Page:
“Any discussion regarding Anita and Zoe almost always has to do with #Gamergate,” Bliss said. ” Any other mentions of their merits, Anita’s standalone work on feminism, Zoe’s videogame, etc. has been totally consumed by their involvement in this whole crisis.”
The sentiment about #GamerGate is consistently negative, according to Appinions.
Many of the vocal people on Twitter used pseudonymous accounts that were created in the last month, according to a study of three days of tweets from last week by Andy Baio.
So far, the big data analysis, and the biggest headlines around the doxxing of women like Felicia Day, who has 2.3 million followers on Twitter, are discrediting the notion that #GamerGate is mostly about game journalism ethics. Day’s post went further into the mainstream over the discussions it inspired. For instance, former punter Chris Kluwe, who championed gaming during his NFL days, condemned Day’s doxxing and started his own flame war with #GamerGate supporters.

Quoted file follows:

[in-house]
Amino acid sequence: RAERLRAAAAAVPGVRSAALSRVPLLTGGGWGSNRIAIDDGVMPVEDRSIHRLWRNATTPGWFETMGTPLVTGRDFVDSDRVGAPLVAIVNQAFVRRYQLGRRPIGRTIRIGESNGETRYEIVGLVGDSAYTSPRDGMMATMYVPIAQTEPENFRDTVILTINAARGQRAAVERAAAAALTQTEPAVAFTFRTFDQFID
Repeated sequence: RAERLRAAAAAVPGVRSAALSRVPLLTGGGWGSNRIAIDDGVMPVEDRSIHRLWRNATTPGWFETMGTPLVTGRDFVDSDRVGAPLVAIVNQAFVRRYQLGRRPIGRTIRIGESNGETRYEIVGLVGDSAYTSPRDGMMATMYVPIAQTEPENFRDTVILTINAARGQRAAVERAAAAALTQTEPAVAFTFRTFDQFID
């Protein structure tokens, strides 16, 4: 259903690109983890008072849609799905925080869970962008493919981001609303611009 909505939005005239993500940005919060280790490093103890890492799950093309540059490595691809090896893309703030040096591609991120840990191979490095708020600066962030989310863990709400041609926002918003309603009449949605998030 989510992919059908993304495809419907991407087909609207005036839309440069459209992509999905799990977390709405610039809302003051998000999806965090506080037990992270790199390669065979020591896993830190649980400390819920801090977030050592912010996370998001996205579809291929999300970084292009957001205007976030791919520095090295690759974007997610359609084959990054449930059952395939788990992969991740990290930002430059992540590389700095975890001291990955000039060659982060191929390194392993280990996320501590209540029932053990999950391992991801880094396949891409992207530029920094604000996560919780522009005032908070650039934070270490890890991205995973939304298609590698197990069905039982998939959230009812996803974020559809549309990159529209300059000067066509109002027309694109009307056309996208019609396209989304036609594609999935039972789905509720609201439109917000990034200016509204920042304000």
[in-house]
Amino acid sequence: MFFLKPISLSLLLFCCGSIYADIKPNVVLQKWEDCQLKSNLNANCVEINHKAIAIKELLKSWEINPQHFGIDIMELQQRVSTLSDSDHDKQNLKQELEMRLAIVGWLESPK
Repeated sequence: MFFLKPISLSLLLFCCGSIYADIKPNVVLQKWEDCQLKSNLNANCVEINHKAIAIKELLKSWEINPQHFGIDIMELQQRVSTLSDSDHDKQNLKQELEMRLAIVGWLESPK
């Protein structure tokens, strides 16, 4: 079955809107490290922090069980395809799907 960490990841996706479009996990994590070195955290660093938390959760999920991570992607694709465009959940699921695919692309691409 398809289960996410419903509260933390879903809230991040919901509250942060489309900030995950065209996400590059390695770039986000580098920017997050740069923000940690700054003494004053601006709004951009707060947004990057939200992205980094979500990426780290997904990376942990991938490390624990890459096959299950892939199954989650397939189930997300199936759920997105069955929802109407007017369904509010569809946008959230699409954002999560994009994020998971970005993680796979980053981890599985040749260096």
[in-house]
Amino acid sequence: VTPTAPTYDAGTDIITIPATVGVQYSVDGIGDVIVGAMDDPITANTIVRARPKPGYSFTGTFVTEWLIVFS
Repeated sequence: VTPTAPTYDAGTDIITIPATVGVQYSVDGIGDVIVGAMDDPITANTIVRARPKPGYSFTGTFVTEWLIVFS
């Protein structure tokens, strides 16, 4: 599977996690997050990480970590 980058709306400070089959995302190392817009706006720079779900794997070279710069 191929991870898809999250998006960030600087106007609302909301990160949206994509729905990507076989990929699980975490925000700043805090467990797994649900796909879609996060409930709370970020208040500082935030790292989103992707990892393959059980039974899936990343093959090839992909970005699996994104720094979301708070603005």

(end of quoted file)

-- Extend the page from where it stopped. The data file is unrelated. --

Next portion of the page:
If game journalism ethics is what the original intention of #GamerGate was about, that battle is lost. #GamerGate has come to represent an anti-woman agenda. The mainstream media have defined #GamerGate this way, and it won’t be easy for #GamerGate supporters with good intentions to turn that around. It’s probably time for those who care about the original issue, game journalism ethics, to come up with a different hashtag.
I would be happy to see #GamerGate go away, and I think much of the game industry feels the same way. But the cycle of news keeps pushing it higher. As that happens, it is becoming more and more about just one issue, the harassment of women. Ironically, Colbert, the fake journalist and comedian, hit the nail on the coffin in framing #GamerGate as something that was truly ridiculous. I think we can all agree that harassment has to stop. There may be a conversation to have after that. But for now, I think everyone who cares about #GamerGate should take a stance on the contradictory expectation that it is not going to go away — and that taking a stance is really the way to end it.